Rivello’s challenge to the prosecution had two components. First, that he was being punished for his speech in violation of the First Amendment, and second, that a tweet can’t constitute an assault under Texas law because it does not involve physical contact. This argument apparently failed to persuade a judge, who denied a motion to dismiss in May. Despite the novelty of the charge, I can’t disagree with the denial. In fact, the legal issue here doesn’t seem complicated at all.
Rivello argues that he is being punished for his speech, but the text of his tweet is the one thing he’s not being charged for. The indictment spells it out pretty clearly: Rivello knew Eichenwald had epilepsy and he knew the GIF was capable of causing seizures. The act of tweeting brought the charge, not the message. Punching someone in the face communicates a message, but it isn’t one protected by the First Amendment; if you yell loud enough to blow out someone’s eardrums, it doesn’t really matter what you are saying. Even to the extent that an exception is required, Giboney v. Empire Storage & Ice, a dumb 1949 case criminalizing picketing, sets forth the less-dumb principle that speech integral to criminal conduct is not protected. Rivello argues, without elaboration, that a tweet doesn’t fall into that category, but I have a hunch that most judges would find that a tweeted GIF intended to cause a debilitating seizure is, in fact, integral to the crime of assault.
A series of photons hitting the retina and triggering a seizure ultimately doesn’t sound different from a bullet hitting your abdomen and triggering a staggering amount of blood loss.
The secondary argument that “assault” under Texas law requires physical contact hasn’t been thoughtfully argued in the Texas records available through the public docket. However, the record in the Maryland civil case that Eichenwald brought against Rivello discusses it in detail, and the argument did not fare well. Eichenwald’s complaint describes the science of light and the mechanism of vision; how photoreceptors in the eye react to visible light and the subsequent neurological response. A series of photons hitting the retina and triggering a seizure ultimately doesn’t sound different from a bullet hitting your abdomen and triggering a staggering amount of blood loss. The Maryland Court had no problem finding that this fit the definition of civil battery, drawing on the Texas criminal courts’ interpretation of the Texas assault statute.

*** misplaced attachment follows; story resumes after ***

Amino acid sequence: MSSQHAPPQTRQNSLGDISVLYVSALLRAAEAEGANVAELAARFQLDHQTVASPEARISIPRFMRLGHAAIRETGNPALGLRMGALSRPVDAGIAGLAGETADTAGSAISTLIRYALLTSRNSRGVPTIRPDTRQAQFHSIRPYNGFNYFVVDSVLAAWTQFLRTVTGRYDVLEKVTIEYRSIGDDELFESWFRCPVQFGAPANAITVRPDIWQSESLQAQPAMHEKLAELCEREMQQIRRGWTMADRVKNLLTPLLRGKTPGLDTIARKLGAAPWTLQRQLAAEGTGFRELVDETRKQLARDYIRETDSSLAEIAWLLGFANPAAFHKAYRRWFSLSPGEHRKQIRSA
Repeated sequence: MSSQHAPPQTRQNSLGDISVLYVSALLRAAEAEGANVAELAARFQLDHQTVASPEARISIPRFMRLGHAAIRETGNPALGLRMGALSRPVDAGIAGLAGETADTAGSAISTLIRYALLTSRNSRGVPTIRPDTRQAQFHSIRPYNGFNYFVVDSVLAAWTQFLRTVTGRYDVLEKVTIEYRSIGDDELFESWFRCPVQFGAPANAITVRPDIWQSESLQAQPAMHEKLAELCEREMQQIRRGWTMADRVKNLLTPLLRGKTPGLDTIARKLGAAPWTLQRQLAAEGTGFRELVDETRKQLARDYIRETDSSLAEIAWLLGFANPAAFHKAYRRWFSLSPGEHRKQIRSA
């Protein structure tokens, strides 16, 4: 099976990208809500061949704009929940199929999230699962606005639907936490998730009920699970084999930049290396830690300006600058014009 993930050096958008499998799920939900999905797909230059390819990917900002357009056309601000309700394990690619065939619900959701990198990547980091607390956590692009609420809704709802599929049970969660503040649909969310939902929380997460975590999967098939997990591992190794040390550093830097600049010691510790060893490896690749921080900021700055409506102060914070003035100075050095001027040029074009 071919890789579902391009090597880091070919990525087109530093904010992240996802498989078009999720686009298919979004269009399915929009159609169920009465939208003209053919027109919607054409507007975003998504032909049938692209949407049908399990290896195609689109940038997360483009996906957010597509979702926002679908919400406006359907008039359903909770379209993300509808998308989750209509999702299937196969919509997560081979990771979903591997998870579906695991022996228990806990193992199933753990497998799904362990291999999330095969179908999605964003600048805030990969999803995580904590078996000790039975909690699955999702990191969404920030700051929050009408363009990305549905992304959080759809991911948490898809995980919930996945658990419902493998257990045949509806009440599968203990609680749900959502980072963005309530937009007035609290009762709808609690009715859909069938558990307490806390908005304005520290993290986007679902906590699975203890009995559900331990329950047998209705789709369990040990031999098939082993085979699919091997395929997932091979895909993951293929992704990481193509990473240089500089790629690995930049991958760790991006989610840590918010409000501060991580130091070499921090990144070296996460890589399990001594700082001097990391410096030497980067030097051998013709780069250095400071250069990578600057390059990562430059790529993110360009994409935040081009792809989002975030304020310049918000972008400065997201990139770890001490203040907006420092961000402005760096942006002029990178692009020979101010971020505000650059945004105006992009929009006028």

Perhaps somewhat predictably, Rivello also argues that the hate crime enhancement itself violated the First Amendment, raising the spectre of the dreaded thoughtcrime. It’s the kind of argument libertarians make because All Slurs Matter, but the Supreme Court ruled decisively against this in 1993 in Mitchell v. Wisconsin. Evidence of prejudicial beliefs is not generally relevant to sentencing unless it is the basis for the motive of the crime.
Unless Rivello ultimately decides to not plead guilty — and with the next hearing put off until January 31, it is possible he may not, all of this would have eventually gone to a jury. The facts laid out in Eichenwald’s civil suit may have been proven untrue, exaggerated or otherwise not credible enough to support a conviction. On December 6, the prosecutor presented a new indictment, replacing the “deadly weapon” charge, with a lesser charge that the assault caused “serious bodily injury” and without the hate crime enhancement. The civil suit in Maryland will likely resume, and a jury may eventually weigh in, but under a considerably lower standard of proof. Whether this prosecution becomes a model for future charges remains to be seen, since any plea will likely cut off any precedent-making opinions, however, a pending appeal of the May denial of Rivello’s petition for a writ of habeas corpus may explain the failure to complete a plea deal, and the Court of Appeals opinion would be the first thorough examination of the issue in a criminal context.
If you can look past the sheer novelty of charging someone with assault for sending someone a GIF, there’s a lesson in here about the malleability of the law. Hacking statutes adapted to include fraud by phishing, and the law is adjusting to punish “swatting” with stiff penalties for those who use phony 911 calls to send armed police to someone else’s home. These adaptations can be clumsy and destructive — the Computer Fraud and Abuse Act, for example, was used to hound activist Aaron Swartz to his death — but they speak to a simple truth: As we find new ways to hurt each other, the law will eventually catch up.